• By 2010, Wisconsin’s Renewable Portfolio Standard had raised electrical rates by only 1% from 2006 levels, less than 1/20th of the total rate increase during that time, while leading to nearly $2 billion in new investment in renewable energy technologies.[10]

For more detailed data see the on Wisconsin’s RPS, see the “Wisconsin Data, Trends, and Legislation” section.

Wisconsin Data, Trends, and Legislation

Wisconsin relies on out-of-state fossil fuels to produce our energy. The state has no coal, oil or gas reserves, so billions of dollars are spent each year purchasing fossil fuels. In turn these fuels diminish the quality of our air and pollute our lakes, rivers and streams with toxic mercury. This drains Wisconsin’s economy, damages the environment and threatens the health of Wisconsin families. At the same time, Wisconsin has an abundance of natural resources, a strong manufacturing base and superior agricultural capacity. As a result, Wisconsin has the tools it needs to replace fossil fuels with clean energy harnessed from the sun, wind and crops.

 Transitioning toward clean, renewable energy in Wisconsin can clean the environment; improve health; keep billions of dollars circulating in the state economy; create thousands of jobs manufacturing, constructing and maintaining clean energy technologies; create new sources of revenue for Wisconsin farmers; and make the state more resilient and energy independent. It is also an important step in reducing Wisconsin’s greenhouse gas emissions.

More data on Wisconsin’s RPS

Overview:

  • Wisconsin’s RPS is estimated to require 9.57% of all electricity sold to Wisconsin consumers to come from renewable sources by 2015, although there is also an overall goal of 10%.[3]
  • The Public Service Commission of Wisconsin projects that about 6.7 million MWh of renewable energy will be needed to meet all 2015 RPS requirements, with 7 million MWh required to meet the 10% goal.[3]
  • Based on the average emissions from non-renewable resources*, meeting the 10% goal will cut air pollution by 76,000 tons of nitrous oxides, over 14,000 tons of sulfur dioxide, and nearly 12 million tons of carbon dioxide equivalent emissions.
    *2012 EPA emissions data for coal, natural gas, oil, and nuclear power plants in Wisconsin (2009 generation year)[13]
  • An estimated equivalent of 300,000 Wisconsin homes will be powered by renewable energy if we meet the 10% RPS goal.[14]

Current Status:

  • In 2011, 8.88% of Wisconsin’s electricity came from renewable sources due to the RPS (6,094,154 MWh).
  • The largest portion of renewable electricity sold in Wisconsin in 2011 came from wind (about 60%), with hydroelectric (23%) and biomass (17%) sources coming next.[3]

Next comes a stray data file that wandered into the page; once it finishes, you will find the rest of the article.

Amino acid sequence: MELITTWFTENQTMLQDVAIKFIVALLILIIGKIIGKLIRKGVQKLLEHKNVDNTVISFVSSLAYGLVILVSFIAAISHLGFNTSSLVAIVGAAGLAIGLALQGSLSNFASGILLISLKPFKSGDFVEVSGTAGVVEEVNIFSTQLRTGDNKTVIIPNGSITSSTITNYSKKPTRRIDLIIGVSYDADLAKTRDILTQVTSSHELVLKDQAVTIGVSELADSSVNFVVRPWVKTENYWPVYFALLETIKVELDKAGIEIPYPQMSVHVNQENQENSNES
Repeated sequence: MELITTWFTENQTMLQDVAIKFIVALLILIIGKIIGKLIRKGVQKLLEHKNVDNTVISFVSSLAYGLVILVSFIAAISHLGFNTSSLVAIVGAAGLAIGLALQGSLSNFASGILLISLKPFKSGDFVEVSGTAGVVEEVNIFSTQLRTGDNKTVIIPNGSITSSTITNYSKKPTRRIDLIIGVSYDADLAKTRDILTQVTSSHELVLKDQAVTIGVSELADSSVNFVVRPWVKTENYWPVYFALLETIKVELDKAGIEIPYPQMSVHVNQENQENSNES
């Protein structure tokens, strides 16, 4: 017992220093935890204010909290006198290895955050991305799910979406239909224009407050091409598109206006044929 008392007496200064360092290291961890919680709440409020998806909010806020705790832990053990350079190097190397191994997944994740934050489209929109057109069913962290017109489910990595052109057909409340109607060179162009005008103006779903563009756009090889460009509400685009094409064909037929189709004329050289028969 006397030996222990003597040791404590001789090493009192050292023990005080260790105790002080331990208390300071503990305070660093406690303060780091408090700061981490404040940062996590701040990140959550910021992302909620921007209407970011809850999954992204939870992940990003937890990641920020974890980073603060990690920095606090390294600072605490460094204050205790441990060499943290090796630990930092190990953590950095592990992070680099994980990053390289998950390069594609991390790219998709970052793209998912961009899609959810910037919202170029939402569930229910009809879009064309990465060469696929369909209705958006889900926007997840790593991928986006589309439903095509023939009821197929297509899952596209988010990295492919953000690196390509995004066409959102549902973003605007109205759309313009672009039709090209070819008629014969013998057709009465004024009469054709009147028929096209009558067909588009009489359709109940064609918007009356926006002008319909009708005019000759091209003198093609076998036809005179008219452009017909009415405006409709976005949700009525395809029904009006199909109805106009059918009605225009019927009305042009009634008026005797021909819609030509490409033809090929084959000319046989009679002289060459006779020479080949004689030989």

• Just less than half (49.4%) of renewable electricity sold in Wisconsin in 2011 was generated within the state, with out-of-state wind representing the largest source of renewable electricity (43%).[3]
  • As of 2011, there were 9 million MWh worth of Renewable Resource Credits that have been banked and are available for use by Wisconsin utilities in future years.[3]

Progress Toward Goals:

  • In 2011, all 118 Wisconsin electric utilities met their annual RPS requirements and six out of the seven large providers had already substantially met their estimated 2015 RPS target.[3]
  • Of all 48 entities with RPS obligations, 75% (36) had already reached the levels of renewable electricity sales that will be required in 2015, and four more were very close.[3]

Economic Impact:

  • Wisconsin’s RPS raised the total cost of electricity sales in the state by only 1% ($190.0 million) between 2008 and 2010, while leading utilities to either build or purchase 1,428 MW worth of new renewable energy capacity.[10] At the same time, data from the U.S. Energy Information Administration shows that the 2010 electricity prices were up a total of 20.4% overall compared to 2006.[11] In other words, renewable energy projects accounted for a less than 1/20th of the total increase in Wisconsin electric rates.
  • Wisconsin’s RPS has led to $1.7 billion in new investment (capital costs for new utility-owned renewable generation approved by the Public Service Commission between 2007 and June 2012), with only $191 million in rate impact.[10]

Future Potential:

  • A 30% RPS in Wisconsin, which is supported by 84% of voters, could power 2.4 million homes, which amounts to over 90% of all homes in the state.[14]
  • Wisconsin has the potential to generate 6,346,913 GWh of electricity from renewable sources a year. That’s over 1,000 times as much electricity as was generated in 2011, and over 90 times as much as all electricity currently used in the state.[15]

Current Law

Wisconsin’s current RPS has been created through the following:

  • 1998 Reliability Act (1997 Wisconsin Act 204): Required regulated utilities in eastern Wisconsin to install a total of 50 MW of new renewable energy by December 31, 2000.  Each utility had a different share that was determined by the PSC.[6]